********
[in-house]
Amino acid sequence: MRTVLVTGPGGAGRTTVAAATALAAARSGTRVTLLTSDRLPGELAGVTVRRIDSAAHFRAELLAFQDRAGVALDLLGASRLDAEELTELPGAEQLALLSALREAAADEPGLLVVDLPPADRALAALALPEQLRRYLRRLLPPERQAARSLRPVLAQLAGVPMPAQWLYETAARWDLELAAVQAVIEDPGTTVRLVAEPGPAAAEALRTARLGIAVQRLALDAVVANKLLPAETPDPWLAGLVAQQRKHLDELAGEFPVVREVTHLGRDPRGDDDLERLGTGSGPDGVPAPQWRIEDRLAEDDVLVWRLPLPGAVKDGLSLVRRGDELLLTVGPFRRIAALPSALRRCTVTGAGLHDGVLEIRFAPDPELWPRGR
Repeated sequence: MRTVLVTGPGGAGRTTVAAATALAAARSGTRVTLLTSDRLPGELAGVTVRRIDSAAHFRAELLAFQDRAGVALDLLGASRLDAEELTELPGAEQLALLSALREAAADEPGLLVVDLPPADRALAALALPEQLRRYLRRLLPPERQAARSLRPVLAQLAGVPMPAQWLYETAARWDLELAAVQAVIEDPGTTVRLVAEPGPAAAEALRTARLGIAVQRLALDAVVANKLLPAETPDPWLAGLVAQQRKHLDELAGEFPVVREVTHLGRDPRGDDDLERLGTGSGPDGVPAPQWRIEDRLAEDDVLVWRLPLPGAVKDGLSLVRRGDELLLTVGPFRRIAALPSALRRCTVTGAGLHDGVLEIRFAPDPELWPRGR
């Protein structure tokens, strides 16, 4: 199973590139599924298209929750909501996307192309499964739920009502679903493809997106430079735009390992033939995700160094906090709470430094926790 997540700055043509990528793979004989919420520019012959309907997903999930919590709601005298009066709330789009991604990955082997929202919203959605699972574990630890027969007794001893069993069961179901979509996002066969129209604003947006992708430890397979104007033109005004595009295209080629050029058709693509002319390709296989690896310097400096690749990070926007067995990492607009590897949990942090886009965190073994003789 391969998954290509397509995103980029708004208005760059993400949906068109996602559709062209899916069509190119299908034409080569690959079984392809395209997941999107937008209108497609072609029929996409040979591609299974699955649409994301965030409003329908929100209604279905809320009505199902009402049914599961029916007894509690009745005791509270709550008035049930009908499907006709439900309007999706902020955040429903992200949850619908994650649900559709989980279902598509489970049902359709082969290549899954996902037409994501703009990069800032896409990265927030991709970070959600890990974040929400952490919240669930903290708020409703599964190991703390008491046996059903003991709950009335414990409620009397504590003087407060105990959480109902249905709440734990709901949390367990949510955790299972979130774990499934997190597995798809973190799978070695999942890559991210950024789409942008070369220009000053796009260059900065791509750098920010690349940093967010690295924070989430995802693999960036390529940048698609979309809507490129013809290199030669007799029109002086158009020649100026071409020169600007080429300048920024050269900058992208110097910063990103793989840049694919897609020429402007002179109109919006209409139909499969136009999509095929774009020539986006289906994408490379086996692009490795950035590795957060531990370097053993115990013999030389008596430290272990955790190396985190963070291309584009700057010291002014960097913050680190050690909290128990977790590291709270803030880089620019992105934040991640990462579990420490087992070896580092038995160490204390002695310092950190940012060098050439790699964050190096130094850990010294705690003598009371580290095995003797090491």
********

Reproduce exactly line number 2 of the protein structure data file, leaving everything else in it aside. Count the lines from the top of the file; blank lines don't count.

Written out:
Amino acid sequence: MRTVLVTGPGGAGRTTVAAATALAAARSGTRVTLLTSDRLPGELAGVTVRRIDSAAHFRAELLAFQDRAGVALDLLGASRLDAEELTELPGAEQLALLSALREAAADEPGLLVVDLPPADRALAALALPEQLRRYLRRLLPPERQAARSLRPVLAQLAGVPMPAQWLYETAARWDLELAAVQAVIEDPGTTVRLVAEPGPAAAEALRTARLGIAVQRLALDAVVANKLLPAETPDPWLAGLVAQQRKHLDELAGEFPVVREVTHLGRDPRGDDDLERLGTGSGPDGVPAPQWRIEDRLAEDDVLVWRLPLPGAVKDGLSLVRRGDELLLTVGPFRRIAALPSALRRCTVTGAGLHDGVLEIRFAPDPELWPRGR